Bass Pro in the Nashville Studios - The Gig
As I was asked to recall from sessions past details from by my cadre of bass students, other musicians, or fans of the artist I am tracking with.. I decided to blog about the craft of bass playing in the Studio. I've done this generically at times, and on my facebook page as well ( https://www.facebook.com/Stevebryantbassguitar/)
Here, I'm diving into specifics and discussing technical, musical, and social aspect of bass playing in the studio...
Artist: Gretchen Wilson
Song tracked: '' All Jacked Up'
Studio Location: The Rukkus Room in the Berry Hill area of Nashville...
'' All Jacked Up'' was released in 2005 on Epic Nashville. It debuted at number one in the Billboard 200 with 264,000 copies sold in its initial week.
This was a live tracking date ( All musicians playing together, overdubs added at the tracking date.. a completed track in one session)
If you are a bassist setting your sights for the Nashville Studios, the thing to remember is while technical ability is a given.. the more challenging aspect is '' getting a track '' by coming up with ideas and a bass line that will frame the song and '' build the house' .... this all has to pretty much happen on the fly. yes, there can be a few passes and modifying the parts of each musician as things get refined.. but doing this with a minimum amount of fuss is key.
As customary in the session scene here, number charts were handed out and we listened to a basic outline with just guitar /vocal in the control room in order to get a feel for the tune and discuss very briefly the arrangement and any specific parts that were asked for as a rough idea..
***BTW.. getting comfortable with reading and writing number charts is absolutely a skill you want to have in order to work.. it's not hard, really .. and it opens newly arriving bassists to much more work opportunities.. most certainly, get that together.. it allows specificity for a song , the '' road map'' .. and allows for quick changes to an arrangement on the fly.. THIS is why it is possible to get multiple songs ( 3 to 5 ) in a basic 3 hour demo session. In my private teaching via Skype or in person in my home studio here in Nashville .. I teach this very basic and most necessary skill.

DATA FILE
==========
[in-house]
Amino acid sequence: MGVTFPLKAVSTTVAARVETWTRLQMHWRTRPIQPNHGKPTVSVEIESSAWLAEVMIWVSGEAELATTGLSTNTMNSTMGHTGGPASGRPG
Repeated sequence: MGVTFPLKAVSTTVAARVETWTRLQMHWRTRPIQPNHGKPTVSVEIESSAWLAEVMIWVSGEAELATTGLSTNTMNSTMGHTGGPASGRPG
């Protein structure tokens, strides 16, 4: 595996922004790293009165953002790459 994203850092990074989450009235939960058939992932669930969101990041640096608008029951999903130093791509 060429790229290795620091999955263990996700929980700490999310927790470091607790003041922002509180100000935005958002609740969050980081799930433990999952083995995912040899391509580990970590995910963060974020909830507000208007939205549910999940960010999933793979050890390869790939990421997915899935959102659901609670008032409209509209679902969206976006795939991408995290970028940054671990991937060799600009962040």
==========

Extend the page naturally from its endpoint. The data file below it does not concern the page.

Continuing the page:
This tracking date, however.. being a '' Master Session'' - a song that will be a commercially released song .. was going to be the single song for our three hour session.. allowing adequate time to do multiple takes, change entire sections of the song, different instrument parts, especially for experimenting with instrumental fills, specific parts etc.
I used my Sadowsky 24 fret quilted maple top 5 string with soapbar EMG's thru a Demeter VTBP-201 preamp and an Anthony Demaria 1000 tube compressor. Regardless of what gear a bassist uses in the studio... the less hum, noise, and easier to dial in a tone, the better! I alway tell my students the the tone is in their hands.. typically, I don't use a whole lot of eq, comp, or processing . I feel that the final tone shaping will be done in the mix and mastering ... giving an overall clean signal gives much more latitude for the final product to reflect the producer(s) vision.. Really, there is so much great gear out there it comes down to personal taste and a bit of trying out things. Many times the type of environment you are working in guide you in choice of gear.
As we got to work on the song.. we ran it down once.. reading the chart as it was laid out. We worked out parts very quickly and got immediate feedback from the control room/producer as to changes to feel, chords, dynamics etc.. it is all very rapid fire and it is very important to keep your ears open to what is being talked about... there were a couple of things I brought up that were adopted into the track.. everyone really got their two cents worth in .. conversations that sometimes sounds like a group of magpies ..Ha! that's how that session was .. and many I've worked on are like that.. However, there are occasions when the producer is very specific and the majority of the time the only one speaking... different production styles and it's all good.. Each an every player wants to get a good track and make the song '' tell the story'' :-)
We had fun doing this track!
Here's the video: https://www.youtube.com/watch?v=D0wAQNzK0Ow&list=RDD0wAQNzK0Ow&start_radio=1
No, the band shown in the vid is not us studio guys... -)
Playing sessions is a combination of listening to the other players, and finding a bass line that snaps the tune in place.. it very much is a chemistry of hearing and producing your own part.. energy is really playing on the fly with emotion and preparation..
Being confident is important . Equally so with having a work ethic that says '' I'm prepared'' .. laugh a lot and be easy to get along with... music is a participation sport and putting your talent and ability to the service of the song and playing with your brothers and sisters in the studio is a very special thing. Nashville is still by and large a '' live tracking town'' ....